When you have suffered a bereavement, it can be hard to navigate what you need to do to sort out a loved one’s estate and their financial affairs. In this article we look at what a grant of probate is and whether you will need to obtain one.
What is probate?
Probate is the legal process of administering the estate of a deceased person so that assets are gathered in, any debts paid and the estate distributed. If the deceased left a valid Will their estate will be distributed in accordance with the terms of the Will. If the deceased didn’t make a Will their estate will be distributed in accordance with intestacy rules. If there is an intestacy, the legal process of administering the estate is called ‘letters of administration’.
Who deals with probate?
The task of an executor named in a Will is to deal with probate. Most executors don’t deal with the probate personally but instead ask a probate solicitor to deal with the legal work for them. As an executor they retain overall control of the administration of the estate and give instructions to the solicitor.
If the deceased died without making a Will, they died ‘intestate’ and the intestacy rules say who can apply to administer the estate and who will receive the estate. An administrator can ask a probate solicitor to administer the estate on their behalf.
What is a grant of probate?
A grant of probate is the legal document that gives the executor of a Will the legal authority to act. Without a grant of probate most third parties won’t act on the instructions of an executor as they need evidence that the deceased has died and that the person contacting them is the authorised executor or administrator of the estate.
How do you apply for a grant of probate?
In most situations the grant of probate follows a set path, namely:
- The executor, or the probate solicitor instructed by them, gets information about the estate, including the assets and any debts
- The grant of representation is applied for
- An inheritance tax form is completed and, if necessary, any IHT can be paid
- The grant of probate is received
- The assets of the estate are gathered in (for example, shares or property may be sold depending on the terms of the Will)
- Any debts payable by the estate are discharged (for example, outstanding care home fees or utility bills on a property)
- The estate is then distributed in accordance with the Will or intestacy rules. Estate accounts are prepared to show the monies and assets received, debts and taxes paid and how the estate was distributed.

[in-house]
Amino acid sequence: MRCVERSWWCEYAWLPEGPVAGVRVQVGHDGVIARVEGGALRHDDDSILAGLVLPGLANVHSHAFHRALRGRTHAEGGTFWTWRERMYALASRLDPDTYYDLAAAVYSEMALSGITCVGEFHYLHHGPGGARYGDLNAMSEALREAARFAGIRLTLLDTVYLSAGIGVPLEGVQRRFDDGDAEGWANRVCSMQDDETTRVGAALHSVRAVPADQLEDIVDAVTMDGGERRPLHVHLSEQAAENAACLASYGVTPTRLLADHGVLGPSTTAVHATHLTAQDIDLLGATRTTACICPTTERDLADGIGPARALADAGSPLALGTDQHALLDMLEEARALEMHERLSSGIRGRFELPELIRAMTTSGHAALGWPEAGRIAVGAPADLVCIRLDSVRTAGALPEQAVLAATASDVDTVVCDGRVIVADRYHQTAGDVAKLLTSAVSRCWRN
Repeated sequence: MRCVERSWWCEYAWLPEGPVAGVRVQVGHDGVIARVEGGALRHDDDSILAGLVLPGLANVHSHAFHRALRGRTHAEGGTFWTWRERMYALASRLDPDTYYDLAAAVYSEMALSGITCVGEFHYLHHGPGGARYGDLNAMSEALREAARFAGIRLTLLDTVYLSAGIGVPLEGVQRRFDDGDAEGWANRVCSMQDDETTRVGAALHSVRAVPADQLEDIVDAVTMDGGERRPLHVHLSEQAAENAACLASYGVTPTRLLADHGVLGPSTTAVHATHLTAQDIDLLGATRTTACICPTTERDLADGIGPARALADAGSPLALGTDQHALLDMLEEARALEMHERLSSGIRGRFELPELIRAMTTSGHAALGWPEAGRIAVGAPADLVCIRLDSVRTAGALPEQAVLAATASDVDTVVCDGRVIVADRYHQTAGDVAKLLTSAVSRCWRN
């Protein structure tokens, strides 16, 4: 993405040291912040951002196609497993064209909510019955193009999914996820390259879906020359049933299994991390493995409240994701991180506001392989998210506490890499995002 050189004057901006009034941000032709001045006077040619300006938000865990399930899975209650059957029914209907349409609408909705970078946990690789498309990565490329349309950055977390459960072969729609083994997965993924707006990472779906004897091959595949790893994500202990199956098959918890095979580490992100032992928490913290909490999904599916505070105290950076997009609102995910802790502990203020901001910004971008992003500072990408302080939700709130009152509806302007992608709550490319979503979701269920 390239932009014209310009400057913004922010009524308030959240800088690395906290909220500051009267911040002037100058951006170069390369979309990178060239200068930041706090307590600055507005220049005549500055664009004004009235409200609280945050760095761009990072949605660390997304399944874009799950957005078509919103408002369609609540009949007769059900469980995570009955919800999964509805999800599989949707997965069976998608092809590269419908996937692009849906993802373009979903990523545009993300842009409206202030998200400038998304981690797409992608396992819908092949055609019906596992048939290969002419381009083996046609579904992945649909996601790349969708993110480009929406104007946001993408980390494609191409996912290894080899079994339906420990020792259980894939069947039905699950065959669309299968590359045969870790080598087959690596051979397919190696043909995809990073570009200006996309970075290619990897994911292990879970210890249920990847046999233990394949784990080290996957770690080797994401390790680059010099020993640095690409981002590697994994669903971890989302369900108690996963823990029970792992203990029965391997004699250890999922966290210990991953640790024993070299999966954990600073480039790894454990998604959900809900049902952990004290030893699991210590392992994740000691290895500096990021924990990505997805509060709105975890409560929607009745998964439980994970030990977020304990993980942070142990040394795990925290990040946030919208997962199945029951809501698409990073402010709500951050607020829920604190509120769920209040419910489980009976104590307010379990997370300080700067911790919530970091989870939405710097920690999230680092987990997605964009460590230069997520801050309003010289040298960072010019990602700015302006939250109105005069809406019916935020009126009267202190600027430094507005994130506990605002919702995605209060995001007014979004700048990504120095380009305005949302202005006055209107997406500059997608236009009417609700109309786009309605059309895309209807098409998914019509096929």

Some grants of probate are straightforward but others can be complicated. For example:
- If the named executors in the Will do not get on
- If the beneficiaries of the Will are potentially going to challenge the speed or work of the executors in securing the grant of probate and distributing the estate
- If the validity of the Will is challenged
- If there is a dispute over the Will and questions over whether it made fair financial provision for a dependant of the deceased
- If there are likely to be complicated inheritance tax, CGT, trust or sale issues because of the size of the estate or the nature of the assets. For example, if the deceased died within a short time of making lifetime gifts or where the estate consists of a large buy to let property portfolio or some assets are overseas, such as a holiday home
- The family want to change the Will provisions through a deed of variation.
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Who pays for probate?
Some people think that if they are named as an executor in a Will that they have to undertake the obtaining of the grant of probate personally. That isn’t normally the case as Wills enable an executor to instruct a probate solicitor. The costs of the grant of probate and the probate solicitor come out of the estate before it is distributed to the beneficiaries. The probate solicitors’ cost will depend on the size and complexity of the estate. Fixed fee or hourly cost quotes should be made available. At Evolve Family Law we believe it is very important that fees are transparent and publish a price guide on our website. For a bespoke quote please call us and we can look at the work you would like us to do.
Is a grant of probate necessary?
In some family situations, an executor or a loved one or beneficiary will question if a grant of probate is necessary. Probate solicitors say this question is totally understandable as no one wants to go through unnecessary processes. In situations where the estate is very small a grant of probate may not be needed. Whether you need a grant of probate or not doesn’t depend on whether there is a Will or not or whether a husband or wife is inheriting the entire estate, but rather depends on the size and nature of the assets in the estate. If there is a property to sell, a grant of probate will always be required.
If you aren’t sure whether a grant of probate will be needed or not our Manchester and Cheshire probate solicitors are always happy to advise you on if a grant of probate is needed and, if so, the likely probate solicitors’ fees for securing probate for the estate.
We are Manchester and Cheshire probate and Will solicitors
Evolve Family Law specialise in private client law advice. For advice about a grant of probate or your responsibilities as an executor or whether you can challenge a Will call us or complete our online enquiry form.
Evolve Family Law have offices located in Whitefield, North Manchester and Holmes Chapel, Cheshire but our private client and Will solicitors are experienced in working remotely and offer meetings by telephone appointment or video call.